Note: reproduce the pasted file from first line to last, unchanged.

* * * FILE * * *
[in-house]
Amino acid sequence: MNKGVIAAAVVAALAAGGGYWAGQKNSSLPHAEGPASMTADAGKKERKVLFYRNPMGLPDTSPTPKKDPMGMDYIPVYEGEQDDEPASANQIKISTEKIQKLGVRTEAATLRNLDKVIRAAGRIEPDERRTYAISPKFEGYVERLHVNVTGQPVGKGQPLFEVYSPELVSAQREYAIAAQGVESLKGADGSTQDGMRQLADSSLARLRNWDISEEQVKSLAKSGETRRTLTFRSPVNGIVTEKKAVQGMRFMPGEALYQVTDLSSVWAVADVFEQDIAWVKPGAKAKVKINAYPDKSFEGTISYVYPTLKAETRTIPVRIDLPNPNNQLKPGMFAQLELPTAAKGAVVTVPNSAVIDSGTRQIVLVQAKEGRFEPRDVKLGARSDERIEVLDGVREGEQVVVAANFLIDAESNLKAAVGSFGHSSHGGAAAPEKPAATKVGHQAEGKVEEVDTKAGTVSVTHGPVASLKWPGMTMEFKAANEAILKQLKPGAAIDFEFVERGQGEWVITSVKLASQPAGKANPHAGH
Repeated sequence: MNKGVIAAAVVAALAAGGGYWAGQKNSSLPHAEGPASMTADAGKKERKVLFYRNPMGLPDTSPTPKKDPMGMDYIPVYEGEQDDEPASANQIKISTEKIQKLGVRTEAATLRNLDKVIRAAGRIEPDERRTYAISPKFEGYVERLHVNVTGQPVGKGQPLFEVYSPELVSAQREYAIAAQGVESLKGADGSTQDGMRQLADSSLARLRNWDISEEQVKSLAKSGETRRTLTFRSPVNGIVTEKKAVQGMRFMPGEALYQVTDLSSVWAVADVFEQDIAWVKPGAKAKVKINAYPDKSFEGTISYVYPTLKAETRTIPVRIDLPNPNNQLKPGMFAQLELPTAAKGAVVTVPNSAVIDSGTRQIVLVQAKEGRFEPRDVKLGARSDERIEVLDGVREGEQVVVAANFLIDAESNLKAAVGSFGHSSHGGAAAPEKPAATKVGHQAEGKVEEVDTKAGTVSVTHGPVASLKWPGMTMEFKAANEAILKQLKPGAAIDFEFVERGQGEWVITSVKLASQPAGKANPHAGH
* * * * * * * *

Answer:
[in-house]
Amino acid sequence: MNKGVIAAAVVAALAAGGGYWAGQKNSSLPHAEGPASMTADAGKKERKVLFYRNPMGLPDTSPTPKKDPMGMDYIPVYEGEQDDEPASANQIKISTEKIQKLGVRTEAATLRNLDKVIRAAGRIEPDERRTYAISPKFEGYVERLHVNVTGQPVGKGQPLFEVYSPELVSAQREYAIAAQGVESLKGADGSTQDGMRQLADSSLARLRNWDISEEQVKSLAKSGETRRTLTFRSPVNGIVTEKKAVQGMRFMPGEALYQVTDLSSVWAVADVFEQDIAWVKPGAKAKVKINAYPDKSFEGTISYVYPTLKAETRTIPVRIDLPNPNNQLKPGMFAQLELPTAAKGAVVTVPNSAVIDSGTRQIVLVQAKEGRFEPRDVKLGARSDERIEVLDGVREGEQVVVAANFLIDAESNLKAAVGSFGHSSHGGAAAPEKPAATKVGHQAEGKVEEVDTKAGTVSVTHGPVASLKWPGMTMEFKAANEAILKQLKPGAAIDFEFVERGQGEWVITSVKLASQPAGKANPHAGH
Repeated sequence: MNKGVIAAAVVAALAAGGGYWAGQKNSSLPHAEGPASMTADAGKKERKVLFYRNPMGLPDTSPTPKKDPMGMDYIPVYEGEQDDEPASANQIKISTEKIQKLGVRTEAATLRNLDKVIRAAGRIEPDERRTYAISPKFEGYVERLHVNVTGQPVGKGQPLFEVYSPELVSAQREYAIAAQGVESLKGADGSTQDGMRQLADSSLARLRNWDISEEQVKSLAKSGETRRTLTFRSPVNGIVTEKKAVQGMRFMPGEALYQVTDLSSVWAVADVFEQDIAWVKPGAKAKVKINAYPDKSFEGTISYVYPTLKAETRTIPVRIDLPNPNNQLKPGMFAQLELPTAAKGAVVTVPNSAVIDSGTRQIVLVQAKEGRFEPRDVKLGARSDERIEVLDGVREGEQVVVAANFLIDAESNLKAAVGSFGHSSHGGAAAPEKPAATKVGHQAEGKVEEVDTKAGTVSVTHGPVASLKWPGMTMEFKAANEAILKQLKPGAAIDFEFVERGQGEWVITSVKLASQPAGKANPHAGH